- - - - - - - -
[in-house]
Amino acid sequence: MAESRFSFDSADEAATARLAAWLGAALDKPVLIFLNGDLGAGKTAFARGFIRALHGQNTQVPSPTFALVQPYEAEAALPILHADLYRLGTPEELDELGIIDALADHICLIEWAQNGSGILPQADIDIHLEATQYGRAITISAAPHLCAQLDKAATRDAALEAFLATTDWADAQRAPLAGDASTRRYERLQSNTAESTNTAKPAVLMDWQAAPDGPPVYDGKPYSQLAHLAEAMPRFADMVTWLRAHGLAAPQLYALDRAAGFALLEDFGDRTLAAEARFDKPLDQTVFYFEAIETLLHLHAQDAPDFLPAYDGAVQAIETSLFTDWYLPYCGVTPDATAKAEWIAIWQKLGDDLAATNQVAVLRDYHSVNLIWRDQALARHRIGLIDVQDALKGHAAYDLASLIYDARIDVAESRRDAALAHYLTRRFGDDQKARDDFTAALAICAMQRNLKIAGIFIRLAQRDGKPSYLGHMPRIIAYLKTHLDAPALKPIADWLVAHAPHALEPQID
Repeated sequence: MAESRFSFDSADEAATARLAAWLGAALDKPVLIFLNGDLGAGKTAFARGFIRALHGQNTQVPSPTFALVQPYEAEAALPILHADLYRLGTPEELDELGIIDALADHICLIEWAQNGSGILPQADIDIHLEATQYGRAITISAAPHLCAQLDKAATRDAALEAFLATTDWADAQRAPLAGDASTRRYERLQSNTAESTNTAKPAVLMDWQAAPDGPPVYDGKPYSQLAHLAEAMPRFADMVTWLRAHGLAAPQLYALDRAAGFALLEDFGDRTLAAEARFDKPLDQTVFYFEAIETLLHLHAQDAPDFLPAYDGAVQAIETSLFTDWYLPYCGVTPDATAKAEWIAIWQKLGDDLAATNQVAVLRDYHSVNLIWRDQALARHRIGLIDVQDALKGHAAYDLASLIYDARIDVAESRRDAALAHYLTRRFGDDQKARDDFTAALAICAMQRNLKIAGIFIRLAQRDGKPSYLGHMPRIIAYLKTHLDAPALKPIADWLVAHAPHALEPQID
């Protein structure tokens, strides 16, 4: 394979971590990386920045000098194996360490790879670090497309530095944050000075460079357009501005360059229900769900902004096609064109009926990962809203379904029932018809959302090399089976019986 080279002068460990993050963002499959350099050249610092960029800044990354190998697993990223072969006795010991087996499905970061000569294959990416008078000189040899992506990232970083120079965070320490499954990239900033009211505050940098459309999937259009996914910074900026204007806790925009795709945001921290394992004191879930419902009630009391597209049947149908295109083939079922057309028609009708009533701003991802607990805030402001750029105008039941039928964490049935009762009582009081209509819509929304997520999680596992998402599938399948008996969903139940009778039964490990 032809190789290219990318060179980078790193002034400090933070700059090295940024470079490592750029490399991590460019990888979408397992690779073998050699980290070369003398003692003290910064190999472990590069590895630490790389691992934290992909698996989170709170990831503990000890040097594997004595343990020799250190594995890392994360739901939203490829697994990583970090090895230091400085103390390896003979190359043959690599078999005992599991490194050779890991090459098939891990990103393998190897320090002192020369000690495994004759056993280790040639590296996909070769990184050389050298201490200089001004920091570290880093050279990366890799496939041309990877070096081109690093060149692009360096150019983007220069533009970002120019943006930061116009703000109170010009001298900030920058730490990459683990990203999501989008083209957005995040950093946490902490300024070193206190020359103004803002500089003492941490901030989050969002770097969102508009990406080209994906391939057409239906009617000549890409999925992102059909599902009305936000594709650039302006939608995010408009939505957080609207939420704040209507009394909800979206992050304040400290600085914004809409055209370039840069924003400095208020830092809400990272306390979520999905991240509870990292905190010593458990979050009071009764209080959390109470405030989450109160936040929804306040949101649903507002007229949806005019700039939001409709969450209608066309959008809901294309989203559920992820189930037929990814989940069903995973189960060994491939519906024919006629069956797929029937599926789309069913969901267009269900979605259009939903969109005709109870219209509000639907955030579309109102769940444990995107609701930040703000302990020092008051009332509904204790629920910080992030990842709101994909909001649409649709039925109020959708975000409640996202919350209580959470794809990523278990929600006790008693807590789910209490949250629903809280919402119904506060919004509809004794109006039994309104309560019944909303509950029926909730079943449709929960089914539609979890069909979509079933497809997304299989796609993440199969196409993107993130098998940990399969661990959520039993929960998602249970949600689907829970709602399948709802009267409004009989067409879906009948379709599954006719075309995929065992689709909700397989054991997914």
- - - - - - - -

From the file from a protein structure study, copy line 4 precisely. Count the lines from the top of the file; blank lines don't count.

């Protein structure tokens, strides 16, 4: 394979971590990386920045000098194996360490790879670090497309530095944050000075460079357009501005360059229900769900902004096609064109009926990962809203379904029932018809959302090399089976019986 080279002068460990993050963002499959350099050249610092960029800044990354190998697993990223072969006795010991087996499905970061000569294959990416008078000189040899992506990232970083120079965070320490499954990239900033009211505050940098459309999937259009996914910074900026204007806790925009795709945001921290394992004191879930419902009630009391597209049947149908295109083939079922057309028609009708009533701003991802607990805030402001750029105008039941039928964490049935009762009582009081209509819509929304997520999680596992998402599938399948008996969903139940009778039964490990 032809190789290219990318060179980078790193002034400090933070700059090295940024470079490592750029490399991590460019990888979408397992690779073998050699980290070369003398003692003290910064190999472990590069590895630490790389691992934290992909698996989170709170990831503990000890040097594997004595343990020799250190594995890392994360739901939203490829697994990583970090090895230091400085103390390896003979190359043959690599078999005992599991490194050779890991090459098939891990990103393998190897320090002192020369000690495994004759056993280790040639590296996909070769990184050389050298201490200089001004920091570290880093050279990366890799496939041309990877070096081109690093060149692009360096150019983007220069533009970002120019943006930061116009703000109170010009001298900030920058730490990459683990990203999501989008083209957005995040950093946490902490300024070193206190020359103004803002500089003492941490901030989050969002770097969102508009990406080209994906391939057409239906009617000549890409999925992102059909599902009305936000594709650039302006939608995010408009939505957080609207939420704040209507009394909800979206992050304040400290600085914004809409055209370039840069924003400095208020830092809400990272306390979520999905991240509870990292905190010593458990979050009071009764209080959390109470405030989450109160936040929804306040949101649903507002007229949806005019700039939001409709969450209608066309959008809901294309989203559920992820189930037929990814989940069903995973189960060994491939519906024919006629069956797929029937599926789309069913969901267009269900979605259009939903969109005709109870219209509000639907955030579309109102769940444990995107609701930040703000302990020092008051009332509904204790629920910080992030990842709101994909909001649409649709039925109020959708975000409640996202919350209580959470794809990523278990929600006790008693807590789910209490949250629903809280919402119904506060919004509809004794109006039994309104309560019944909303509950029926909730079943449709929960089914539609979890069909979509079933497809997304299989796609993440199969196409993107993130098998940990399969661990959520039993929960998602249970949600689907829970709602399948709802009267409004009989067409879906009948379709599954006719075309995929065992689709909700397989054991997914």